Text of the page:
U.S. Department of Transportation
Federal Highway Administration
1200 New Jersey Avenue, SE
Washington, DC 20590
- The findings of the audits identified safety improvements that exceeded those that could have been anticipated by just reviewing for standards compliance. Often, standards only set minimum criteria. By using the RSA process, safety for all road users was achieved.
- Additional improvements were identified and incorporated into the projects as a result of a formalized team review.
- The reports were circulated throughout the agency which led to similar situations being treated in a consistent manner. This "spill-over" into other projects led to additional safety enhancements.
- By raising safety concerns early in the process, they could be given full consideration before other constraints control project decisions.
- The interdisciplinary teams were able to cite concerns that were outside those normally considered in safety reviews.
- The quality of the field reviews was enhanced by the discipline of the RSA process and the interdisciplinary input.
- The structured nature of the process forced individuals to communicate with one another in a non-threatening environment.
- The RSA process, with its multiple stages, demonstrated how safety concerns could be addressed through all stages of designing a project.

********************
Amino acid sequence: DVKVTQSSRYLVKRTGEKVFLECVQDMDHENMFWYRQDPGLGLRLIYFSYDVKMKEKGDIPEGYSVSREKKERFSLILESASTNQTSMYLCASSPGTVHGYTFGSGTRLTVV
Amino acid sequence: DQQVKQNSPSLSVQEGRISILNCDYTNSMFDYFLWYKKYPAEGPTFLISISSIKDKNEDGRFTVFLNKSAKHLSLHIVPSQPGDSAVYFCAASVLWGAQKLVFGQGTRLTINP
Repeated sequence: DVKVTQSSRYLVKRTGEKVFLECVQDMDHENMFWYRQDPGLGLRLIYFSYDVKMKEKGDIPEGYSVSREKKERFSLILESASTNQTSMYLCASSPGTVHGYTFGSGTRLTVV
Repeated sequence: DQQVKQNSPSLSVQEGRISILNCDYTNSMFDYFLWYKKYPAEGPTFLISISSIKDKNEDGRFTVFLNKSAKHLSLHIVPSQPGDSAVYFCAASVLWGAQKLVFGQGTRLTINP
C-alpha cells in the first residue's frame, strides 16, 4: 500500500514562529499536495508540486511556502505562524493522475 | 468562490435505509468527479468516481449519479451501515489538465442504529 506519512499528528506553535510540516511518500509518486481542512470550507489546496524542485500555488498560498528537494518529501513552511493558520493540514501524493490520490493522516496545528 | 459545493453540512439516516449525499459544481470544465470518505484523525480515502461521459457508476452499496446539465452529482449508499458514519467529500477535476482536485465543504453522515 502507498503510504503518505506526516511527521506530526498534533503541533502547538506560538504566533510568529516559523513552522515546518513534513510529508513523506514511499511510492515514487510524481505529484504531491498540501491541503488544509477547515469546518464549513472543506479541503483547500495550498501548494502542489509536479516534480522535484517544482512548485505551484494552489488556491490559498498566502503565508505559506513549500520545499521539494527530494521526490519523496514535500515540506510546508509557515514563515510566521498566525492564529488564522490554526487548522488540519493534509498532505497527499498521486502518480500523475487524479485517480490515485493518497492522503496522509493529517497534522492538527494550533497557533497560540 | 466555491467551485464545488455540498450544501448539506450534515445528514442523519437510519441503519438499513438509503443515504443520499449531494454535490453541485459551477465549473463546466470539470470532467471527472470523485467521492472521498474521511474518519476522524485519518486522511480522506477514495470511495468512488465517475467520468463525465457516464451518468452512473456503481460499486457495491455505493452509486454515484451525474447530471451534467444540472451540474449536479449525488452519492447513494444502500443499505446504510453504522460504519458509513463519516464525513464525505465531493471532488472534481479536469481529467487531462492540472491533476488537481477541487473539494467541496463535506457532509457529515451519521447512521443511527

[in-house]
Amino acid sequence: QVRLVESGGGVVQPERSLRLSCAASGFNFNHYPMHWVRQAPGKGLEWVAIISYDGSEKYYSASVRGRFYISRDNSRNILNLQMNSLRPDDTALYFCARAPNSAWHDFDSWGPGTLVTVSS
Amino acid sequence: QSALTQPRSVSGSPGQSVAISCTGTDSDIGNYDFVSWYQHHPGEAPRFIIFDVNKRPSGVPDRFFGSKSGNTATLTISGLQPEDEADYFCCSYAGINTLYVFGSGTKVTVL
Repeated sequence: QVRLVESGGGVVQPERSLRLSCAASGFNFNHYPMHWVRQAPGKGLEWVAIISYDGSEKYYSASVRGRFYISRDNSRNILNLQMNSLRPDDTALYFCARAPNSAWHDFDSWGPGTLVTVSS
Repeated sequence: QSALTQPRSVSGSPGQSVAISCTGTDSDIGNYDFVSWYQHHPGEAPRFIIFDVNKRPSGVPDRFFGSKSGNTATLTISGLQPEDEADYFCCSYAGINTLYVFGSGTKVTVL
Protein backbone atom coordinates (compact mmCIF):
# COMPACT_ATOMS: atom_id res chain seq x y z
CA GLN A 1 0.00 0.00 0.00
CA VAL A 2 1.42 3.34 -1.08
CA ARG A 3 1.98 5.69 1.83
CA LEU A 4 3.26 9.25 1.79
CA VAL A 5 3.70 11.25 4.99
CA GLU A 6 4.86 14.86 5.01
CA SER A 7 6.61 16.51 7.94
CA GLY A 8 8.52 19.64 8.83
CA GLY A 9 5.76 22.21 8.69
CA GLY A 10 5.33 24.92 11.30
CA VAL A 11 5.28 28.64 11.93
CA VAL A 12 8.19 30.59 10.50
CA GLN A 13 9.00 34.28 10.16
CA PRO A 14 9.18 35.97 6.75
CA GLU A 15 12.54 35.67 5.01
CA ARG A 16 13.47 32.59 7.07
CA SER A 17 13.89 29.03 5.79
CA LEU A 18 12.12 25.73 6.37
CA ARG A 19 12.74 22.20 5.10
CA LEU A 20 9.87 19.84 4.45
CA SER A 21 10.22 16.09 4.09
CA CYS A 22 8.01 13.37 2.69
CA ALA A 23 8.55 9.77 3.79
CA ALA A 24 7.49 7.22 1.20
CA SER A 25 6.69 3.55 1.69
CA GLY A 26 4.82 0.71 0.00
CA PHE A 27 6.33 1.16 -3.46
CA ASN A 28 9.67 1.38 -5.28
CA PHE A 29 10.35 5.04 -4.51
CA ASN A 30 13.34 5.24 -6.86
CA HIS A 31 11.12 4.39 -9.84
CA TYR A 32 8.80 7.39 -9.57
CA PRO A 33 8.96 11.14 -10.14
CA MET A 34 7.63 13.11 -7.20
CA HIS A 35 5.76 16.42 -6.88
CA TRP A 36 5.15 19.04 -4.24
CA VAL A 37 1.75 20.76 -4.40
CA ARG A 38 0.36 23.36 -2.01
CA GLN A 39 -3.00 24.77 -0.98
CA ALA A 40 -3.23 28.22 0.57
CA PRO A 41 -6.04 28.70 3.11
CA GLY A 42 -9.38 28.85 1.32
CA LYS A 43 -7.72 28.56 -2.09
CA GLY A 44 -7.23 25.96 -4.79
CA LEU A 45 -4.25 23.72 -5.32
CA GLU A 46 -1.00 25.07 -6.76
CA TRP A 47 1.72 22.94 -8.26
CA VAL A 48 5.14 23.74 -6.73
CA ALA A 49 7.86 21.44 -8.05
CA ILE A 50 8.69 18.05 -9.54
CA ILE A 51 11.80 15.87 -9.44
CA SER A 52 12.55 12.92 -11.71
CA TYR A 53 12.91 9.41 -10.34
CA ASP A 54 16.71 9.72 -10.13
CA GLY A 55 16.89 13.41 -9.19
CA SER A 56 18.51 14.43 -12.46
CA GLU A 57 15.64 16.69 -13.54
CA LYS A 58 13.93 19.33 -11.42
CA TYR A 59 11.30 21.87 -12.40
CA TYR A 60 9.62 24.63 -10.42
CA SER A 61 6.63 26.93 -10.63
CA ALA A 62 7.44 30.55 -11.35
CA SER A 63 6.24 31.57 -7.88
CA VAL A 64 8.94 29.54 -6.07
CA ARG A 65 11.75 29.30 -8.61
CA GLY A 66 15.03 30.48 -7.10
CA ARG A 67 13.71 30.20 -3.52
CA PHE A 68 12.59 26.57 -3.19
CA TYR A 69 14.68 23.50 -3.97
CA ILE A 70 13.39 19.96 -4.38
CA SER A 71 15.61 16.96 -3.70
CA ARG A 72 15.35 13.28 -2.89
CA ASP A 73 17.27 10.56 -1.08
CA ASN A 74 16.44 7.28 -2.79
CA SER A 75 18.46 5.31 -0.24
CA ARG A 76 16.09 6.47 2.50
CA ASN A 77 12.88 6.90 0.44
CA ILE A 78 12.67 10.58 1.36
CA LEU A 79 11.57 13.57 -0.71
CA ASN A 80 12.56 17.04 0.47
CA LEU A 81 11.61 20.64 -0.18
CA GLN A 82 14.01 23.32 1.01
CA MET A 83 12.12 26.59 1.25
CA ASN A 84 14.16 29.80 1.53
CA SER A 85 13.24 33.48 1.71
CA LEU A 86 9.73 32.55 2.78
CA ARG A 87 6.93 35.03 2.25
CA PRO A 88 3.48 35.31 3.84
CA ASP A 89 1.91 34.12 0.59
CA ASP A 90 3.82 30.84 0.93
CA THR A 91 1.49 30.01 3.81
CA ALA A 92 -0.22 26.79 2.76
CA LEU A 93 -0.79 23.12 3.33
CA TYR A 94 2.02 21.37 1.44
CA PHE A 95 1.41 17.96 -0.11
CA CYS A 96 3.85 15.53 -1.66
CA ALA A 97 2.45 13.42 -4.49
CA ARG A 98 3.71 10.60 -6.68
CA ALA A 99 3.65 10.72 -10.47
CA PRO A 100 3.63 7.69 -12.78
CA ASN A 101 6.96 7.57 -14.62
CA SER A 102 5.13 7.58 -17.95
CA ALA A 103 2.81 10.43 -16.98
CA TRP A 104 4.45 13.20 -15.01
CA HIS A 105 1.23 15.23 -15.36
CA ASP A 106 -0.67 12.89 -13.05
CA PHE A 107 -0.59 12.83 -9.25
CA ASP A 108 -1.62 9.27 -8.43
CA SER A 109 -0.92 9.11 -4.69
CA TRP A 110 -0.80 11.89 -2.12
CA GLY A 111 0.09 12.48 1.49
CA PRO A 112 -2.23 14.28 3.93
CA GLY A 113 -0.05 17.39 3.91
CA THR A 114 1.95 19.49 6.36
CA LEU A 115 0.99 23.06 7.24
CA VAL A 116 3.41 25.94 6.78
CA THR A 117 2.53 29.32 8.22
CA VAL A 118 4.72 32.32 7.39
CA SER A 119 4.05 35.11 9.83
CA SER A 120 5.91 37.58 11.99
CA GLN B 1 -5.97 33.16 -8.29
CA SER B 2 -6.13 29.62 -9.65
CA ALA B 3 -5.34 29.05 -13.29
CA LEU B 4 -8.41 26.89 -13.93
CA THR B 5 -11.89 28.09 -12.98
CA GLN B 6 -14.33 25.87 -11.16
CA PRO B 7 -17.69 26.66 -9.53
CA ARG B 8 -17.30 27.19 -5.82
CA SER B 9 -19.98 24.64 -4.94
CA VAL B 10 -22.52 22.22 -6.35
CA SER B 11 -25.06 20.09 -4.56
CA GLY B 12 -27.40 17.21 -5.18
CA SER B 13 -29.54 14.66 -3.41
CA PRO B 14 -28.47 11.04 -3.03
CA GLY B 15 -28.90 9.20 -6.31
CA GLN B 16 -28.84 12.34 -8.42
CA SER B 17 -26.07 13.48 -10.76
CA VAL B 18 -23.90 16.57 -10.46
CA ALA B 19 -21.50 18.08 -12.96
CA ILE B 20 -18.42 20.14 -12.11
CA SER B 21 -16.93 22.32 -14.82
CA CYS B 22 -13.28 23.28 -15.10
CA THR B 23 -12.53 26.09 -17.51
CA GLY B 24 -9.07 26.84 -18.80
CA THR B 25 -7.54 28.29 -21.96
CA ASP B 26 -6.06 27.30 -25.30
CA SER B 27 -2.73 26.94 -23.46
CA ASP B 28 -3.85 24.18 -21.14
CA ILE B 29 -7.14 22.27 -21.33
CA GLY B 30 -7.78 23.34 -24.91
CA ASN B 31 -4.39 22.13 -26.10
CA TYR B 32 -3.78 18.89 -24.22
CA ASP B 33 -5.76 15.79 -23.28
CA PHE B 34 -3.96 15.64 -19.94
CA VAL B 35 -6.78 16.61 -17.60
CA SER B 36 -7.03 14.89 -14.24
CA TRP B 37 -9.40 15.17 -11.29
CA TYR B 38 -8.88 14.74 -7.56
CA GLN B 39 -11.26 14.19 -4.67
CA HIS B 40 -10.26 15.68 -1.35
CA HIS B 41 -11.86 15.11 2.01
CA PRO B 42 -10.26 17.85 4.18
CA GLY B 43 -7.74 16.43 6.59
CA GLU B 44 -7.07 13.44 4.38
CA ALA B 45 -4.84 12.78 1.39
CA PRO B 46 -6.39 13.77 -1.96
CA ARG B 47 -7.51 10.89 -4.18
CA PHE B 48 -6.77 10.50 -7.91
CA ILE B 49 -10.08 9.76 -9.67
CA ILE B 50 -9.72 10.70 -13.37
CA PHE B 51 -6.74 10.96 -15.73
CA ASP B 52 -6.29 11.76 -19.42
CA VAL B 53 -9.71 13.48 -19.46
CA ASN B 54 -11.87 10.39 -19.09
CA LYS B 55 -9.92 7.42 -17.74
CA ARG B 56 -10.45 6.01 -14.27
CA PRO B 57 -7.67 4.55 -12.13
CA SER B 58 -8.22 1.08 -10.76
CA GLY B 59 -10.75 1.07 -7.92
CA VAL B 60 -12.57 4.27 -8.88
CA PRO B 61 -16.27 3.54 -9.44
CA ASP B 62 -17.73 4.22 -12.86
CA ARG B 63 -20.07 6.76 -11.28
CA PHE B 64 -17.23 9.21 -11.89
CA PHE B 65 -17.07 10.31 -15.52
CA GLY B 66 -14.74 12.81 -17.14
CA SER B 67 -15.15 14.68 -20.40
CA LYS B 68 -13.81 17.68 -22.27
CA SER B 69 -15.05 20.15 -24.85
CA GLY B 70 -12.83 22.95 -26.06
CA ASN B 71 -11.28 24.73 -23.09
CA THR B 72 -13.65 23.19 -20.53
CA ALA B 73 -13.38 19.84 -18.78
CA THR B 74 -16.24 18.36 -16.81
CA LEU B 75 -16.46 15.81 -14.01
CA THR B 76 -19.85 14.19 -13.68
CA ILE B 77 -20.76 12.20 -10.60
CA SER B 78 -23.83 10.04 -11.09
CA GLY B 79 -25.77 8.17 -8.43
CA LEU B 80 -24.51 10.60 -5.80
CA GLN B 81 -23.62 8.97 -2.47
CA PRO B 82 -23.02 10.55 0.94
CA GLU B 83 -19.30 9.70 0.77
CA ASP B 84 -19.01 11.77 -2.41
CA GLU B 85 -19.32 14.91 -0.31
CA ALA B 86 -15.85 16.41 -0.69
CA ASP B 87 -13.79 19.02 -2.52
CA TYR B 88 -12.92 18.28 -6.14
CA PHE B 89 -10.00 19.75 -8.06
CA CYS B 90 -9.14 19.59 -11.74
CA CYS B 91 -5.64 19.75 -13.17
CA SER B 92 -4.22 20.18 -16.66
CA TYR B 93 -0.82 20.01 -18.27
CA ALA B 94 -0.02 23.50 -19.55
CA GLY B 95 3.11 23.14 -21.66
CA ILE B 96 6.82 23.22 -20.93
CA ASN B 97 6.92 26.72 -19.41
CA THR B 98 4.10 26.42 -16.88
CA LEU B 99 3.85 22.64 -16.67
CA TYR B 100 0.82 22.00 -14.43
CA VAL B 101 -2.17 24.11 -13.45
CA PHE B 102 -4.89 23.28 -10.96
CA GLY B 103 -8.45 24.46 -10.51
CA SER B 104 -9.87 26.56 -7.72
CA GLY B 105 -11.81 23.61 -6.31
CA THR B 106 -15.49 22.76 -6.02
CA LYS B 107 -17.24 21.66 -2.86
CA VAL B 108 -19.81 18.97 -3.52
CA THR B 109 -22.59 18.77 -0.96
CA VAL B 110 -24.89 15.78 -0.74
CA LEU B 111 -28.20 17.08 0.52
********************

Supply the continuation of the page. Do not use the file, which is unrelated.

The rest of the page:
- Team members learned from one another. They were aware of what the others were observing and how each team member was contributing to the process.
- Rather than being concerned that someone was looking over their shoulder, designers welcomed the input from others, which for the most part, confirmed their decisions and helped them on "sticky" issues.
- It was found that the RSA teams were viewed as a source of expert advice.
- Following the model of the Baldridge Quality Assessment process, the RSA assures that quality is maintained throughout the design process. For example, suggestions to "cut costs" may have severe safety implications that are minimized by using the RSA approach. A good example is in understanding the relationship between safety and the design of drainage features. Saving money on drainage structures can have significant safety implications.
Page last modified on October 15, 2014.